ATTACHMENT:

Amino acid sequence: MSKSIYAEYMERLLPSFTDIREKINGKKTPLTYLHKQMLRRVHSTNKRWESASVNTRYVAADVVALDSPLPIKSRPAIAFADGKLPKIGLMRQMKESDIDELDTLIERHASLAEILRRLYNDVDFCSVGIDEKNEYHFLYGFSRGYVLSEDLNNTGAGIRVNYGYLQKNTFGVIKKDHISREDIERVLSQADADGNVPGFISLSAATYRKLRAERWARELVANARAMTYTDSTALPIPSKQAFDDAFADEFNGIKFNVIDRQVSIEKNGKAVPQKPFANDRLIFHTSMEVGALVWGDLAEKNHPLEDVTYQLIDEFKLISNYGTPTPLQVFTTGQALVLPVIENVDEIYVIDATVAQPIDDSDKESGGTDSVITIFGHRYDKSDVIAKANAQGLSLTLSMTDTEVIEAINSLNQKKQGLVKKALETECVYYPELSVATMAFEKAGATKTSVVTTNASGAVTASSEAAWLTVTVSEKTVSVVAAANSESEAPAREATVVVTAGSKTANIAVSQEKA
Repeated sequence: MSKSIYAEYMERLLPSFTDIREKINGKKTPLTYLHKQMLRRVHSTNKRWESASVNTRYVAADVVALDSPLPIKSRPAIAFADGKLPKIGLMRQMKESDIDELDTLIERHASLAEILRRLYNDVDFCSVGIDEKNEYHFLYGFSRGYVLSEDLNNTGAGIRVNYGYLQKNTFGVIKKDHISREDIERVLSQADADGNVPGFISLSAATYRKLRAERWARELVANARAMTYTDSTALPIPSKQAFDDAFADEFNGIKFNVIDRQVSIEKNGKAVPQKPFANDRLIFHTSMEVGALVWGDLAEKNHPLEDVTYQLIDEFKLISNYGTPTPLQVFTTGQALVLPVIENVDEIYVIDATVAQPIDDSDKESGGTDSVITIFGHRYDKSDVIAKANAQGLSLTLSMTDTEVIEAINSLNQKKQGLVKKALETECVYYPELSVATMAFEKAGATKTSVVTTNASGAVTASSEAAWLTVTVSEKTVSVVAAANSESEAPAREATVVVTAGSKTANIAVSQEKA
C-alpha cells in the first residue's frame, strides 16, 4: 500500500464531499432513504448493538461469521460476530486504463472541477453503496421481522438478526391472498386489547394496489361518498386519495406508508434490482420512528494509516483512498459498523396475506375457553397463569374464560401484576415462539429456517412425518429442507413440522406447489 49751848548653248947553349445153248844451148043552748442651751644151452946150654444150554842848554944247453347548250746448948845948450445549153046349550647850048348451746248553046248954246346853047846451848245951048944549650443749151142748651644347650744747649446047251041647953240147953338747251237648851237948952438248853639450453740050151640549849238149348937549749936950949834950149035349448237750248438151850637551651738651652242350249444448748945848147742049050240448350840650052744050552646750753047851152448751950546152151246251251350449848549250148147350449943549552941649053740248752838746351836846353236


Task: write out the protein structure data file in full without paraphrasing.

Amino acid sequence: MSKSIYAEYMERLLPSFTDIREKINGKKTPLTYLHKQMLRRVHSTNKRWESASVNTRYVAADVVALDSPLPIKSRPAIAFADGKLPKIGLMRQMKESDIDELDTLIERHASLAEILRRLYNDVDFCSVGIDEKNEYHFLYGFSRGYVLSEDLNNTGAGIRVNYGYLQKNTFGVIKKDHISREDIERVLSQADADGNVPGFISLSAATYRKLRAERWARELVANARAMTYTDSTALPIPSKQAFDDAFADEFNGIKFNVIDRQVSIEKNGKAVPQKPFANDRLIFHTSMEVGALVWGDLAEKNHPLEDVTYQLIDEFKLISNYGTPTPLQVFTTGQALVLPVIENVDEIYVIDATVAQPIDDSDKESGGTDSVITIFGHRYDKSDVIAKANAQGLSLTLSMTDTEVIEAINSLNQKKQGLVKKALETECVYYPELSVATMAFEKAGATKTSVVTTNASGAVTASSEAAWLTVTVSEKTVSVVAAANSESEAPAREATVVVTAGSKTANIAVSQEKA
Repeated sequence: MSKSIYAEYMERLLPSFTDIREKINGKKTPLTYLHKQMLRRVHSTNKRWESASVNTRYVAADVVALDSPLPIKSRPAIAFADGKLPKIGLMRQMKESDIDELDTLIERHASLAEILRRLYNDVDFCSVGIDEKNEYHFLYGFSRGYVLSEDLNNTGAGIRVNYGYLQKNTFGVIKKDHISREDIERVLSQADADGNVPGFISLSAATYRKLRAERWARELVANARAMTYTDSTALPIPSKQAFDDAFADEFNGIKFNVIDRQVSIEKNGKAVPQKPFANDRLIFHTSMEVGALVWGDLAEKNHPLEDVTYQLIDEFKLISNYGTPTPLQVFTTGQALVLPVIENVDEIYVIDATVAQPIDDSDKESGGTDSVITIFGHRYDKSDVIAKANAQGLSLTLSMTDTEVIEAINSLNQKKQGLVKKALETECVYYPELSVATMAFEKAGATKTSVVTTNASGAVTASSEAAWLTVTVSEKTVSVVAAANSESEAPAREATVVVTAGSKTANIAVSQEKA
C-alpha cells in the first residue's frame, strides 16, 4: 500500500464531499432513504448493538461469521460476530486504463472541477453503496421481522438478526391472498386489547394496489361518498386519495406508508434490482420512528494509516483512498459498523396475506375457553397463569374464560401484576415462539429456517412425518429442507413440522406447489 49751848548653248947553349445153248844451148043552748442651751644151452946150654444150554842848554944247453347548250746448948845948450445549153046349550647850048348451746248553046248954246346853047846451848245951048944549650443749151142748651644347650744747649446047251041647953240147953338747251237648851237948952438248853639450453740050151640549849238149348937549749936950949834950149035349448237750248438151850637551651738651652242350249444448748945848147742049050240448350840650052744050552646750753047851152448751950546152151246251251350449848549250148147350449943549552941649053740248752838746351836846353236